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Cable Companies Still Waiting for FCC Formula to Figure New Rates

March 31, 1994

WASHINGTON (AP) _ Six weeks before the Federal Communications Commission’s new cable price rules take effect, cable operators are still waiting for the forms necessary to calculate new rates.

The FCC released new rules Wednesday designed to cut cable rates an average of 7 percent, but not the formula that cable companies need to calculate their new rates.

Even with the formula in hand, operators said, new rates won’t be figured out for weeks.

Once they are, there’s no guarantee that every cable subscriber’s monthly bill will be reduced. In fact, some could go up.

That’s because the new rate structure intended to reduce cable bills is only one of two changes to take effect on May 15.

The other: A yearlong rate freeze will be lifted and cable companies will be able for the first time in a year to raise rates to account for inflation and increases in business costs. They also would have to cut their rates to reflect any decreases in those costs.

How much any of these possible increases may eat into rate reductions for consumers is a wild card that will vary by system and by subscriber, cable executives and FCC officials said.

Meantime, cable companies are waiting for the paperwork from the FCC, a stack of documents and forms more than 500 pages long.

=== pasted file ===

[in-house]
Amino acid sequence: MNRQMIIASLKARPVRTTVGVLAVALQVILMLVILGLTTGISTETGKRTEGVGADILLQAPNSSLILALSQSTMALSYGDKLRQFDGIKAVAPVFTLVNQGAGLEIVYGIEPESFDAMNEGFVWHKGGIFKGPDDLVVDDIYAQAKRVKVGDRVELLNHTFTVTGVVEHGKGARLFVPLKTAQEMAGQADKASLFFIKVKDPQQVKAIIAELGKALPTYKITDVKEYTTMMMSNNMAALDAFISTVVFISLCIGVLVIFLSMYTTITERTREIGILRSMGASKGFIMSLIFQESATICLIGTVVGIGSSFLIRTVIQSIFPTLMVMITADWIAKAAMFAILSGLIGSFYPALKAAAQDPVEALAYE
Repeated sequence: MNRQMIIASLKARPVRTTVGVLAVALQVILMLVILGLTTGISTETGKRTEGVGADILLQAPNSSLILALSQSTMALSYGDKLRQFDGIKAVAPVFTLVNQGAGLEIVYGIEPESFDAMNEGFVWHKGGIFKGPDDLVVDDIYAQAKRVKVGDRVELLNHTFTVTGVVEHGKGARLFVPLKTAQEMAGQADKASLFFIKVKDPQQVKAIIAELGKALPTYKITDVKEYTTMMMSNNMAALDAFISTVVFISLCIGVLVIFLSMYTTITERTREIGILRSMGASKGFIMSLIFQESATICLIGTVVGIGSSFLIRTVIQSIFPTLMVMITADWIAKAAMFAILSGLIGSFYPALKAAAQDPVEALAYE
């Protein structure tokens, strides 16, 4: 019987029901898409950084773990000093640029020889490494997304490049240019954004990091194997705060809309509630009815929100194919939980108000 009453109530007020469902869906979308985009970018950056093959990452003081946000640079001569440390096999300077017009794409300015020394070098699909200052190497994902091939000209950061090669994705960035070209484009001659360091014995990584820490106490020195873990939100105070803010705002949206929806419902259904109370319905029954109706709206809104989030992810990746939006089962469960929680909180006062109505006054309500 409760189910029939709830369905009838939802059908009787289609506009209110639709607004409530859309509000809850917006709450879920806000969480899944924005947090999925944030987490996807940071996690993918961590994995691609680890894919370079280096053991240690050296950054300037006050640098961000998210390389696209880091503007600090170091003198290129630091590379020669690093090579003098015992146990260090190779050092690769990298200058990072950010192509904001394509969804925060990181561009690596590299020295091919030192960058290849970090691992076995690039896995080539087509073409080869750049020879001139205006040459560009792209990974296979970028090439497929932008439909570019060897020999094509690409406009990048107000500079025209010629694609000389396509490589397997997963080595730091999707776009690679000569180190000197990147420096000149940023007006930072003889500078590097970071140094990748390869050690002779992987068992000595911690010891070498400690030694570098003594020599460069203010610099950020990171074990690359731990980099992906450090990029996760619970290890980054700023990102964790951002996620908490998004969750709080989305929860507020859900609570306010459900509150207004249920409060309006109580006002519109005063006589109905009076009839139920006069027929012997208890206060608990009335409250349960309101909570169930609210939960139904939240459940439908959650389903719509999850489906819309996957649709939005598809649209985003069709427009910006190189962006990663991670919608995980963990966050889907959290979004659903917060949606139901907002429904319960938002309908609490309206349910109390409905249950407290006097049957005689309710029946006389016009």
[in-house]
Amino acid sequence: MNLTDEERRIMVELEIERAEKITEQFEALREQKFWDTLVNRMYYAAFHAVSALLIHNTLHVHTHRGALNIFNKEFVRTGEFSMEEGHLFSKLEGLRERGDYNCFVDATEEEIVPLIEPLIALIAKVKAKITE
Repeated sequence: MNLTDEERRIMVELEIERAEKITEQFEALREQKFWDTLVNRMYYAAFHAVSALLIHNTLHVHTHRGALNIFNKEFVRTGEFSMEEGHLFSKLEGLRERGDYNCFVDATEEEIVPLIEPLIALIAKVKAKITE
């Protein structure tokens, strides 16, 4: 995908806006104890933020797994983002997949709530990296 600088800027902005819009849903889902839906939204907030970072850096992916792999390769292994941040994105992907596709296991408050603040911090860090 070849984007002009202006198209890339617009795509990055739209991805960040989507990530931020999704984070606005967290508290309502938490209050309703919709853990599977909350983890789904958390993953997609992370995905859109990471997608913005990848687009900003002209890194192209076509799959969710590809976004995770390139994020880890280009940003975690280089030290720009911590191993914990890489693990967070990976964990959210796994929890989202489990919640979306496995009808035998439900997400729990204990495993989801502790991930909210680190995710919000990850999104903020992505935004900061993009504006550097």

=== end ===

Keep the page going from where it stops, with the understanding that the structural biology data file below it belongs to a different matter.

FCC spokeswoman Susan Sallet said the Office of Management and Budget, the government’s paperwork police, could approve release of the forms as early as Friday.

According to the FCC’s own estimate, the three new forms most operators are likely to use to calculate new rates will take 40 hours - a standard work week - to complete. A spreadsheet version on computer disc should take only 10 hours.

″The rules cable operators and cities must now wade through are so complicated they require over 1,000 pages of explanation,″ said Steve Effros, president of the Cable Telecommunications Association, whose members are cable companies. ″Operators must fill out both an old and a new form, constituting more than 60 pages, just to begin to understand what their rate is supposed to be.″

The FCC ordered the 7 percent reduction in February following a rate change intended to cut rates by an average of 10 percent last year.

The new formula is based on a number of variables, including the average income of people in the area served and whether the system is affiliated with a large cable company.

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